Sometimes, good ideas come at inconvenient times ... sometimes good ideas arrive as mediocre ideas are about to be executed. Sometimes good ideas seem like too much trouble to worry about.

We worry that could be the case with Marysville’s plans to handle traffic coming off a new, four-lane Fifth Street Bridge.

A group of local residents and business owners along Marysville’s Fifth Street are worried that the city’s three options for the corridor coming off the bridge might cause more problems than solutions. The city is worried, we’re guessing, that the citizens’ committee plan might be more complicated to execute and comes late in the funding game.

The city has done its job of putting together viable proposals for the project. They’ve presented to citizens three options for Fifth Street, between the bridge and E Street.

Option 1: Four lanes with improved pedestrian safety and street parking.

Option 2: Four lanes with improved pedestrian safety, a bike lane, but no parking.

Option 3: Four lanes with improved pedestrian safety, a median and left-turn pockets, no parking.

Mayor Ricky Samayoa said in a Tuesday story that the city has spent time the last few years coming up with the proposals. The problem with considering an alternative is the timing, it seems. Samayoa said the city is now on a tight schedule to apply for funding for the work.

The group of residents and business owners, however, say that the conversion on Fifth Street to four lanes is a problem that should be met head-on. They don’t like having four lanes down Fifth because of the traffic and speed of the traffic; and they don’t want to lose parking spaces; and they want to make it safer for pedestrians.

Tall order? It is. Their solution is to divert commuter traffic to Third Street; and turn Fifth Street into more of a business district drive with two lanes and a turning median.

Prime real estate along Marysville’s busiest roadways all around town is actually handicapped by what should be an advantage, because customers have a hard time getting in and out of parking lots along many streets. 

“I advise my customers not to park in front of the business because people often speed through, and it makes it difficult for them when they go to pull out,” said Theng Xiong, owner of Auto-Gear Performance. And it’s hard for pedestrians to cross at intersections.

That’s with things as they now are.

Xiong says the city’s options would continue the problems for the business community and others located along the corridor. Maybe make things worse.

“With the new bridge, it will almost be like a mini-highway coming down Fifth Street from Yuba City,” Xiong said. Four lanes means more traffic and faster traffic.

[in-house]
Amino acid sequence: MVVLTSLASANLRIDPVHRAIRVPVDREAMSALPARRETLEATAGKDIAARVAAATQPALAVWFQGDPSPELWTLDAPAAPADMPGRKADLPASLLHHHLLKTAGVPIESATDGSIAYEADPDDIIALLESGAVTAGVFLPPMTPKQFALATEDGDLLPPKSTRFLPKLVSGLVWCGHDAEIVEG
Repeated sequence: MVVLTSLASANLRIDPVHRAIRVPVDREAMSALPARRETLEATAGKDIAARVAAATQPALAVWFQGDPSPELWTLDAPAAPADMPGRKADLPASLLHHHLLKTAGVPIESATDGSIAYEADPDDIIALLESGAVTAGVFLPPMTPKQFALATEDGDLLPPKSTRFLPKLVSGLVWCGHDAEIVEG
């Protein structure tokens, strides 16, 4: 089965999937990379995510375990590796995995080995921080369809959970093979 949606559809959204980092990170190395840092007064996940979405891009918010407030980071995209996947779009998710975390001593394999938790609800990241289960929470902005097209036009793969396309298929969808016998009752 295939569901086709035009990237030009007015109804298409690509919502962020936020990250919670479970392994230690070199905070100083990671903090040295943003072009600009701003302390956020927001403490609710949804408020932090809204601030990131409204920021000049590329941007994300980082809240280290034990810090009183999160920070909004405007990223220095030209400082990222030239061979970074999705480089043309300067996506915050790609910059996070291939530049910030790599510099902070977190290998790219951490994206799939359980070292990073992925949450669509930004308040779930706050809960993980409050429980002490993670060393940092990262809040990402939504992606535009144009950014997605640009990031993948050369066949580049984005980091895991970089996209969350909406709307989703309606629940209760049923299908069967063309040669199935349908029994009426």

Michael Ferrini lives nearby, so he has skin in the game, and he’s a planner for Caltrans so, on his own time only, has helped develop the alternative idea. It includes some outside-the-box thinking. It might be a bit more complicated, but it certainly deserves a patient and willing look.

Ferrini said he’s been aware of collisions and injuries happening on the stretch of Fifth Street as it already is. 

“I felt we needed to propose a three-lane option and talk about reducing traffic on Fifth Street for the benefit of everyone,” he said in our story.

Consider this: a traffic study from some years ago, estimated that once a new four-lane bridge is completed, an average of about 46,200 vehicles would travel over it daily. That number could increase to 96,000 by 2030.

Ferrini said they hope to reroute much of that traffic to Third Street.

A planning commission meeting is today at 6 p.m. and the public is welcome to attend and give feedback. The commission will then make a recommendation to the City Council.

Samayoa said they’d listen, but must move forward quickly.

That’s good. We aren’t experts at traffic management, but we do think the concept deserves consideration. If you drive much around Marysville, you’ve been caught in a traffic snag now and then. It’s incredible, in some parts of town, how much traffic can back up in such a small metropolis. But it does ... highway traffic must be dealt with. 

Here’s an opportunity, perhaps, to deal with it before it gets very bad.

Our View editorials represent the opinion of the Appeal-Democrat and its editorial board and are edited by the publisher and/or editor. Members of the editorial board include: Publisher Glenn Stifflemire and Editor Steve Miller.

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